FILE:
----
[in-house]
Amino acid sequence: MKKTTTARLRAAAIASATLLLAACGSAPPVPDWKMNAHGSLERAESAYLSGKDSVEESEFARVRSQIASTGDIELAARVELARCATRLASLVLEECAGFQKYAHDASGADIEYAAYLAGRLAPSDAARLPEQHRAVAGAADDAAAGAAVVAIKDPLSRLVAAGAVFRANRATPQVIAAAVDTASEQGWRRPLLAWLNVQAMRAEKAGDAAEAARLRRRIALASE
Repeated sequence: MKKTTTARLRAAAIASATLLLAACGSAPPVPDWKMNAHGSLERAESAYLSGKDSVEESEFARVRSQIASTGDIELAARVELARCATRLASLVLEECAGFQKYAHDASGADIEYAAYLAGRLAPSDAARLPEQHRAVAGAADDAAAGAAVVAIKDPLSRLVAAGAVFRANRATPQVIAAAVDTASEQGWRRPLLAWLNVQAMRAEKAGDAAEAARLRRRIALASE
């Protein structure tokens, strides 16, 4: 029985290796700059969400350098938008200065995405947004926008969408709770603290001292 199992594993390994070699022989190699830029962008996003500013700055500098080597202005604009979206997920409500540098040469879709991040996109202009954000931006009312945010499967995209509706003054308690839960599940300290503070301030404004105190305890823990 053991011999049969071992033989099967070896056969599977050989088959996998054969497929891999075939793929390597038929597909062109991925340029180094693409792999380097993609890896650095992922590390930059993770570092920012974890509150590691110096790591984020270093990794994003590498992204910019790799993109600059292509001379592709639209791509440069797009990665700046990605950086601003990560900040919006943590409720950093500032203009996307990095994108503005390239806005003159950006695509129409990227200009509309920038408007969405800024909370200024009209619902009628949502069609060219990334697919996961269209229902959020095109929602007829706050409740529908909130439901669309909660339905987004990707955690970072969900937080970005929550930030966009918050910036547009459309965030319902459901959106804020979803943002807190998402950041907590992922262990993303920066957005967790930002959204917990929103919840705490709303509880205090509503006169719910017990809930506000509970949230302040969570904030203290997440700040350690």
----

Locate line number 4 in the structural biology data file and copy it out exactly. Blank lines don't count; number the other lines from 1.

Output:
């Protein structure tokens, strides 16, 4: 029985290796700059969400350098938008200065995405947004926008969408709770603290001292 199992594993390994070699022989190699830029962008996003500013700055500098080597202005604009979206997920409500540098040469879709991040996109202009954000931006009312945010499967995209509706003054308690839960599940300290503070301030404004105190305890823990 053991011999049969071992033989099967070896056969599977050989088959996998054969497929891999075939793929390597038929597909062109991925340029180094693409792999380097993609890896650095992922590390930059993770570092920012974890509150590691110096790591984020270093990794994003590498992204910019790799993109600059292509001379592709639209791509440069797009990665700046990605950086601003990560900040919006943590409720950093500032203009996307990095994108503005390239806005003159950006695509129409990227200009509309920038408007969405800024909370200024009209619902009628949502069609060219990334697919996961269209229902959020095109929602007829706050409740529908909130439901669309909660339905987004990707955690970072969900937080970005929550930030966009918050910036547009459309965030319902459901959106804020979803943002807190998402950041907590992922262990993303920066957005967790930002959204917990929103919840705490709303509880205090509503006169719910017990809930506000509970949230302040969570904030203290997440700040350690």